Fall Planted Bulbs | Tips & Tricks

6 Considerations for Growing Bearded Iris


Bearded Iris in all the Colors of the Rainbow!

I have always had a love-hate relationship with bearded iris. As I get older I enjoy the array of colors bearded iris offer in late spring more and more. Growing up there was always a random grouping of bearded iris planted near the peonies at my parents’ house. I believe the bearded iris were purchased by my mom from a flyer in the newspaper. The bearded iris by the peonies seemed out of place to me. Once the iris were done blooming, I wasn’t a fan of their leaves, and therefore never considered growing bearded iris myself.

When I moved out of my parents’ house I lived next to a neighbor who had a strange obsession with planting bearded iris along her chain link fence. This planting area for bearded iris also appeared out of place.

In 2013 I was fortunate to be able to travel to Schreiner’s Iris Gardens for Holland Bulb Farms to research new varieties and assist in photographing them. When I saw the bearded iris blooming in gardens in large groupings of color it changed my perspective. At the iris gardens, they were planted among late spring-blooming perennials that included poppies, peonies, and allium. When bearded iris are mixed in with other plantings they are a colorful delight in the perennial garden.

Whether you are growing bearded iris for the first time, or have an existing area of bearded iris these 6 tips will help.

Bearded Iris

1.Plant New Rhizomes in August or September for the Best Results

Bearded Iris bulbs are for sale starting in late spring for pre-order. They are available for shipping from online retailers such as Holland Bulb Farms beginning in mid-August. These perennial bulbs that grow from rhizomes are available for planting early in the season. Early season planting will help to ensure the best results for your iris plantings this year.

2 reasons you will want to plant your bearded iris rhizomes in late summer to early fall.

  1.  Bearded Irises require at least 6 weeks before the ground freezes to establish roots to survive the winter and start taking in nutrients.
  2. Early season planting increases the chances of the bearded iris blooming the first season after planting exponentially. Therefore, if you want the best chance of your iris blooming the following spring, be sure to plan and plant your bearded iris in August or September.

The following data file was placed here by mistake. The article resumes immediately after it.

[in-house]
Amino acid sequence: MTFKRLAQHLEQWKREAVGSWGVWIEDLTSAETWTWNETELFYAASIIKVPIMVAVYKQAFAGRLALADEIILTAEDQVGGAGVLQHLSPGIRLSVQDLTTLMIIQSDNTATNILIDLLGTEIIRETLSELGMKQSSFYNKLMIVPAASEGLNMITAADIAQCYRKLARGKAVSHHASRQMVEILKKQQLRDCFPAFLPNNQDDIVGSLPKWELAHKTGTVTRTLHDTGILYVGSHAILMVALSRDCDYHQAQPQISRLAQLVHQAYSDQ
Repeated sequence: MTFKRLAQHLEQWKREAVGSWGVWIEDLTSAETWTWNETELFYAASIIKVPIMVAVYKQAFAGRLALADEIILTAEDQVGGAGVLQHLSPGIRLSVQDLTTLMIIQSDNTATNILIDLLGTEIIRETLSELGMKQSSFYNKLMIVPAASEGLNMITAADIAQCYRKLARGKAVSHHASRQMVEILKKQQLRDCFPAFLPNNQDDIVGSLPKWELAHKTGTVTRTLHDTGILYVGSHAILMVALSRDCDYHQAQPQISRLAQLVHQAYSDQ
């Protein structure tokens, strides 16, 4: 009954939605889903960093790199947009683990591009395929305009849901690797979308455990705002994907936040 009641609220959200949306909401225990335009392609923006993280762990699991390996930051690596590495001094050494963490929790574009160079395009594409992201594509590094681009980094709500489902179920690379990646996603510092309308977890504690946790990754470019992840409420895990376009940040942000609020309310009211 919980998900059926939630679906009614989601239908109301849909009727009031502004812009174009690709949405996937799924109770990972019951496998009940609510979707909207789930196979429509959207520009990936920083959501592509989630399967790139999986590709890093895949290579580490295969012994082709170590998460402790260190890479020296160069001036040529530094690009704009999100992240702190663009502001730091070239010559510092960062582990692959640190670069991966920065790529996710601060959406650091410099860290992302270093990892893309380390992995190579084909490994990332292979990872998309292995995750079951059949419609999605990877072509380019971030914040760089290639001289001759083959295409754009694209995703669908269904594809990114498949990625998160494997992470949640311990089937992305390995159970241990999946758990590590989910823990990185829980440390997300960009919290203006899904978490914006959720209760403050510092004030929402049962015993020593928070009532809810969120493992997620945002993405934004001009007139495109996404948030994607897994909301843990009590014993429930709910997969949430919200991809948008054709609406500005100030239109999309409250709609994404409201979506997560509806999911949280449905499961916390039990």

2. Planting Location for Bearded Iris Plantings

Generally, bearded irises are easy to grow perennials once they are established. Preparation at the time of planting can have an important impact on the health and longevity of your bearded iris rhizomes.

Bearded Iris have a few requirements when it comes to their planting location. The first requirement is that they are planted in a full sun location. A full sun location is an area with 6-8 plus hours of direct sunlight per day. The second requirement is soil that drains well. If the bulbs are sitting in wet, saturated and poorly drained soil this leaves them susceptible to root rot.

Once you have a sunny location picked out, check your soil’s drainage. You will be able to tell if the soil drains well by digging a 12” deep hole and filling the hole with water. If the water takes more than 1 hour to drain from the hole, your soil is poorly drained. If your soil drains poorly you will need to enhance the soil to improve drainage.

3. How to Plant Bearded Iris

When planting your iris rhizomes planting at the proper depth is critical. The rhizome should be showing above the soil.  Plant the rhizome 1-2” deep.  When iris rhizomes are planted too deep, they may not grow. If the rhizomes are planted too deep this can be a reason they don’t bloom.

Bearded Iris Rhizomes Diagram

To enhance your soil in the bearded iris planting area, dig out the area you will be planting the rhizomes wider than the rhizome is by itself by (2-3 times the width of the rhizome). By making your planting hole larger than the rhizome it will allow for easy root penetration when the rhizomes are growing and establishing themselves. Mix your existing soil with topsoil or plant starter mix.

Adding organic matter to the planting area will help improve the soil structure, nutrient uptake, and increase the drainage. Organic matter to consider adding to your planting area would be compost from your garden, mushroom compost, peat humus, or leaf mold.  Once your soil has been amended with the combination of your existing soil, topsoil, and organic matter it should be light and easy to work with. At this time you are ready to plant your bearded iris rhizomes.

   4.Transplanting Iris and Divide Existing Plantings

Late summer and very early fall are the ideal times to transplant existing bearded iris plantings. Reasons to transplant bearded iris: